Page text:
Things could soon get a little tougher for Canadians carrying large debts.
That's because the Bank of Canada has increased its benchmark rate by 0.25 percent.
The so-called overnight rate is 1.5 percent, the highest it's been since December 2008. And it's the fourth increase in a year in response to Canada's growing economy.
This will likely have an impact on floating mortgage rates and the amount of interest charged on unpaid credit-card balances.
The Bank of Canada issued a statement that the U.S. economy is "proving stronger than expected".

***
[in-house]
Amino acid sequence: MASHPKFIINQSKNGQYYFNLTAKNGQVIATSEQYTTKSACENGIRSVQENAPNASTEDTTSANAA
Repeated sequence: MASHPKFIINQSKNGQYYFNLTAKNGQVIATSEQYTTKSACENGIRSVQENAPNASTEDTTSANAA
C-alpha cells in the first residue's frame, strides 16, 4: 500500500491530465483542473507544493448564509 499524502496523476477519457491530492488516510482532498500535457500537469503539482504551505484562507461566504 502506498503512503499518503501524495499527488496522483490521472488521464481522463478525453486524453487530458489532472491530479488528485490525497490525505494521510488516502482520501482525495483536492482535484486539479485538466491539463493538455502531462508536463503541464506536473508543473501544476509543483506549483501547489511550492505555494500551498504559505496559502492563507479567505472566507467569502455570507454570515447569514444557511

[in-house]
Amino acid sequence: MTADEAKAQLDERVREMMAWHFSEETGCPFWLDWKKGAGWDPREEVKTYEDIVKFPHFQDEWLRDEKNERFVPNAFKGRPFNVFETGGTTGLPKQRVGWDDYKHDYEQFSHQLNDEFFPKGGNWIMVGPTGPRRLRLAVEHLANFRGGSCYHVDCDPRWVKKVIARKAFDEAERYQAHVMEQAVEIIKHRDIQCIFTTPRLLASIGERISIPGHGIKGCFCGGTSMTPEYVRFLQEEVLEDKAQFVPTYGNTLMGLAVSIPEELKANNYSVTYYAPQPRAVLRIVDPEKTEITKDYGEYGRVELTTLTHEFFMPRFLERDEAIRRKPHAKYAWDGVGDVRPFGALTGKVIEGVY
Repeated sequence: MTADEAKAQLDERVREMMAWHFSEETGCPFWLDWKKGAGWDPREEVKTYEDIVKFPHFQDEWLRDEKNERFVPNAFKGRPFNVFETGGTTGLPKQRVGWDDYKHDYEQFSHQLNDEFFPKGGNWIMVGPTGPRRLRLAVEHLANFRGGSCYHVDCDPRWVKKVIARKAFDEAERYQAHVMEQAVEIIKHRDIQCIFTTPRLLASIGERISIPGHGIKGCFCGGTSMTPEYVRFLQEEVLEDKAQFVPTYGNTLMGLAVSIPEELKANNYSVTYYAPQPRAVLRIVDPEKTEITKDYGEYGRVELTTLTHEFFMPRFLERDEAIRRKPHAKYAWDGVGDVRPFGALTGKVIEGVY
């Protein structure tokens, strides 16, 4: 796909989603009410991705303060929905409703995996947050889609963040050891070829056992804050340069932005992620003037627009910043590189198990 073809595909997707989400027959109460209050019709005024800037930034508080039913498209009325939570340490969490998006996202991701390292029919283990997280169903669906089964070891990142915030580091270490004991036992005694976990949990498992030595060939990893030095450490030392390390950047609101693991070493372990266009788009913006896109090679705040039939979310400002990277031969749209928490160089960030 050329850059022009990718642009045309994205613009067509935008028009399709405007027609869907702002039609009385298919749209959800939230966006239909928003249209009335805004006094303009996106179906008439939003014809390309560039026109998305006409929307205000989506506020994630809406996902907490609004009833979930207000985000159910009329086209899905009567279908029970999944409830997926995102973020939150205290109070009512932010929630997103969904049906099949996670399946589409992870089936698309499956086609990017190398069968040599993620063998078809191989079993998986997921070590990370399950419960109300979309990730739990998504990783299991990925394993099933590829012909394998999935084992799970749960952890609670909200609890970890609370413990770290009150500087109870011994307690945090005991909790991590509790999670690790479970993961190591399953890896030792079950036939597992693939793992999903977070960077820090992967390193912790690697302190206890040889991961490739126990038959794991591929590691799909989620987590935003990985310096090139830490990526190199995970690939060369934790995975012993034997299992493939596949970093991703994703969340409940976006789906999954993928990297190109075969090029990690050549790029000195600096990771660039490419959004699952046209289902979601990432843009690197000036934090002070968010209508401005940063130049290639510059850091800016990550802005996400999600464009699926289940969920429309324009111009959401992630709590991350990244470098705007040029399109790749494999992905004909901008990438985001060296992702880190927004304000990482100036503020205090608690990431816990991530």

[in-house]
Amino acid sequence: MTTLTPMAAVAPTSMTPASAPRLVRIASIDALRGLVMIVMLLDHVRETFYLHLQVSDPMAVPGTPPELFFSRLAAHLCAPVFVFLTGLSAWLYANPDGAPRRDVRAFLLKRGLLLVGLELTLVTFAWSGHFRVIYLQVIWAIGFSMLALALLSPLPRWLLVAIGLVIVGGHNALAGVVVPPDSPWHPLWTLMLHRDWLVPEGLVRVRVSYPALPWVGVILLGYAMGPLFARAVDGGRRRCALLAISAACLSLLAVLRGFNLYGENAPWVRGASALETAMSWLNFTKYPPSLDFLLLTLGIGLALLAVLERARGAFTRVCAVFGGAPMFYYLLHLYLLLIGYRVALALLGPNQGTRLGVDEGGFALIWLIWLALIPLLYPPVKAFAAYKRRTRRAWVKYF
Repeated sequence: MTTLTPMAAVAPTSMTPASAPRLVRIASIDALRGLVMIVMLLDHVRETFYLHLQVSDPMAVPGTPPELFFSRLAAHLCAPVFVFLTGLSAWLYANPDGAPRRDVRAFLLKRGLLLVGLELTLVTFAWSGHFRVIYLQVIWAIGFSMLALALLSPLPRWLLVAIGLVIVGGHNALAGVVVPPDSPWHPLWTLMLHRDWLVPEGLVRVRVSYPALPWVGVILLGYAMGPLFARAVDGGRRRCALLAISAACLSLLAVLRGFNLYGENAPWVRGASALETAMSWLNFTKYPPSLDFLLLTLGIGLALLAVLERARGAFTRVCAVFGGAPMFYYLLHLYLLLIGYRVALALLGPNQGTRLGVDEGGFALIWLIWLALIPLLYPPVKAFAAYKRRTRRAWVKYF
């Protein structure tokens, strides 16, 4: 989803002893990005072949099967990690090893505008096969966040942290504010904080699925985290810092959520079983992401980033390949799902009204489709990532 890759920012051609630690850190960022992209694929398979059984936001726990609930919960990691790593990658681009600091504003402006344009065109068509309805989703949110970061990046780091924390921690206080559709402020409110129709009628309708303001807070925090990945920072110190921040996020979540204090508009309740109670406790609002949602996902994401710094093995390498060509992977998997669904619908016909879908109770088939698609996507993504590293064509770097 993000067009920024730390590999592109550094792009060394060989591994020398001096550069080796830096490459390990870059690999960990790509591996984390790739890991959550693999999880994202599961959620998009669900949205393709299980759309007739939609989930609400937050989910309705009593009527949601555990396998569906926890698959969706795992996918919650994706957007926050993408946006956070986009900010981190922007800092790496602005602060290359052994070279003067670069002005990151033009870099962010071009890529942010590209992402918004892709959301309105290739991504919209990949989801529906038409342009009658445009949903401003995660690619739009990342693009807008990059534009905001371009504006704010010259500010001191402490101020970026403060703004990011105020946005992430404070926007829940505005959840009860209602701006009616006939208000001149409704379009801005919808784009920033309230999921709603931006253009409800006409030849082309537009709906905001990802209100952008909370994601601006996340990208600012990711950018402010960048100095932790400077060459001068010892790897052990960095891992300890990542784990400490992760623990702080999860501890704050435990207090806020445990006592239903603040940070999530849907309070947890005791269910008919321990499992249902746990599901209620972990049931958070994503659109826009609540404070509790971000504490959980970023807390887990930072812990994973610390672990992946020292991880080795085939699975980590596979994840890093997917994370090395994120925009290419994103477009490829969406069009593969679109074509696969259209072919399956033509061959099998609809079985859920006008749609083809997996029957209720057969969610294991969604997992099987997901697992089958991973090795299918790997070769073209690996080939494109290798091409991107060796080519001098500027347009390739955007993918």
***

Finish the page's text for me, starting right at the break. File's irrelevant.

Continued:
This is fuelling expectations that the U.S. Federal Reserve will boost interest rates.
That, in turn, is pushing up the U.S. dollar in comparison to other currencies, including Canada's.
"Meanwhile, oil prices have risen," the central bank noted in its statement. "Yet, the Canadian dollar is lower, reflecting broad-based U.S. dollar strength and concerns about trade actions. The possibility of more trade protectionism is the most important threat to global prospects."
The Bank of Canada pointed out that inflation is close to two percent, which is "consistent with an economy operating close to capacity".